For years, IT organizations have faced the "Amazon Test," the idea that people -- employees, partners, customers -- compare your company's IT systems to the very best consumer apps and websites they use, not just to other business-oriented systems.
Most IT organizations have fallen short.
What's changing today is that companies are starting to really care if they fail the Amazon Test, rather than just giving the idea lip service.
[How can consumers be won over to the Internet of Things? Read Survey: Consumers Don't Get IoT, But They Will.]
The reason: Customers are using a company's technology -- an e-commerce site, a customer service page, or tech embedded in the product itself -- in so many new ways, and in such high volumes, that bad performance has clear profit-and-loss fallout. Customer-facing systems face a much higher standard than employee-facing systems.
CEB, a consulting and research firm, just came out with its 2015 budget forecast, and it sheds some light on this change in thinking. Broadly, CEB finds that IT organizations are more bullish than they have been in years, expecting IT spending overall to rise 3.3% in 2015, compared with as low as 1.8% growth just two years ago. The forecast is based on data from more than 200 companies.
One area on the rise is IT spending on the end-customer experience. Among spending on all IT projects, 17% will be on end-customer experience, up from 15% last year. (See this article for examples of consumer-facing technology from esurance, La Quinta Inns, and Insurance Auto Auctions.)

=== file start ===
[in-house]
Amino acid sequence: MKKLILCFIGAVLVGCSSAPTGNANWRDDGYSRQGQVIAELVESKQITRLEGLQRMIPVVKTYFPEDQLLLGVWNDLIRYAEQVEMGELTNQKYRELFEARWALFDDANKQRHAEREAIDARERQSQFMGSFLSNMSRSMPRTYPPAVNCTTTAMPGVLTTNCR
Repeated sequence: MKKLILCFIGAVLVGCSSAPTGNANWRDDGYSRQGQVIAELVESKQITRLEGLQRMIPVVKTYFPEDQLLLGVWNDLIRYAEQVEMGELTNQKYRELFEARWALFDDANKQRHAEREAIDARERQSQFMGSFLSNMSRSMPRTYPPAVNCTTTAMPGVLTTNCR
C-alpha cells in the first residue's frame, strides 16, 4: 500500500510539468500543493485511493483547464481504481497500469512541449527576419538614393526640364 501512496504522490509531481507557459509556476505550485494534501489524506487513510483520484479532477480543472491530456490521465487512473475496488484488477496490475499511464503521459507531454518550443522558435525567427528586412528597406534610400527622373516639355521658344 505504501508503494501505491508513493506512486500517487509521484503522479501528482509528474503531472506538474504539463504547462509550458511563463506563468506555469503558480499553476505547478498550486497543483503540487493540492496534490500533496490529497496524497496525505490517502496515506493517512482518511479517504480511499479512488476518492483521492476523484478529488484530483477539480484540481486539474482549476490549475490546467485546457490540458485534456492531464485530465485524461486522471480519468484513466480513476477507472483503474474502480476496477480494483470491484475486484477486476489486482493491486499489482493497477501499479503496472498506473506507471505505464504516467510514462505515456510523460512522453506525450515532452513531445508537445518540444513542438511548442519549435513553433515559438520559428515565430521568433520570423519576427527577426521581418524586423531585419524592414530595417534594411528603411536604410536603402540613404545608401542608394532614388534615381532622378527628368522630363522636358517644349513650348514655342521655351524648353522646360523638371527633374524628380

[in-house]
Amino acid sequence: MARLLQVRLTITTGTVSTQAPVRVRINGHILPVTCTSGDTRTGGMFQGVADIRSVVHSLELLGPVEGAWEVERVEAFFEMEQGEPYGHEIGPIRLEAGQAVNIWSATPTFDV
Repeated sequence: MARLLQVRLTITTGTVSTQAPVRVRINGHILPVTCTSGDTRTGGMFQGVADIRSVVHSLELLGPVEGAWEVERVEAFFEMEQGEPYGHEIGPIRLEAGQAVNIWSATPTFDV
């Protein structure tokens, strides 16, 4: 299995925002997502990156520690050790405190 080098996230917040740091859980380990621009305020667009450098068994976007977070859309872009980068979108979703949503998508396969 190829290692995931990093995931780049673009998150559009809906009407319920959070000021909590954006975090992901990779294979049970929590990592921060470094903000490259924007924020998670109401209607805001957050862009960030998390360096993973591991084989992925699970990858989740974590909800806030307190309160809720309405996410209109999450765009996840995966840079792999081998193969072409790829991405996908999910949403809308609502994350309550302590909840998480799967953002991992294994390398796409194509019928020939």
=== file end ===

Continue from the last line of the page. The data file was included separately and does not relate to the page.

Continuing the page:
IT is hiring differently to meet the customer-facing demands. Forty-five percent of IT shops expect to have a dedicated user-experience role in their organization by next year. IT used to contract for that kind of design talent as needed, rather than having permanent staff, says CEB managing director Andrew Horne.
Horne offers three reasons for increased investment in customer-facing technology:
Because of that third point, 17% of the IT project budget probably underestimates the full amount companies are spending on end-customer experience, Horne says. If the marketing department develops a simple mobile app, or the customer service group hones its self-service website, the IT organization might never learn about that spending. (CEB finds that the finance, HR, and marketing departments each spend, on average, 4% or more of their own budgets on technology.)
The importance of consumer-facing tech no doubt helps fuel that bullish forecast of a 3.3% increase in IT spending next year. It's easier to spend on data center improvements when you think of it as directly driving customer sales and satisfaction. Movements such as DevOps are driven by the need to meet tech-powered customer needs sooner.
Is your company serious about the Amazon Test? And will your 2015 IT budgets prove it?
If the world wasn't changing, we might continue to view IT purely as a service organization, and ITSM might be the most important focus for IT leaders. But it's not, it isn't and it won't be -- at least not in its present form. Get the Research: Beyond IT Service Management report today (free registration required).Chris Murphy is editor of InformationWeek and co-chair of the InformationWeek Conference. He has been covering technology leadership and CIO strategy issues for InformationWeek since 1999. Before that, he was editor of the Budapest Business Journal, a business newspaper in ... View Full Bio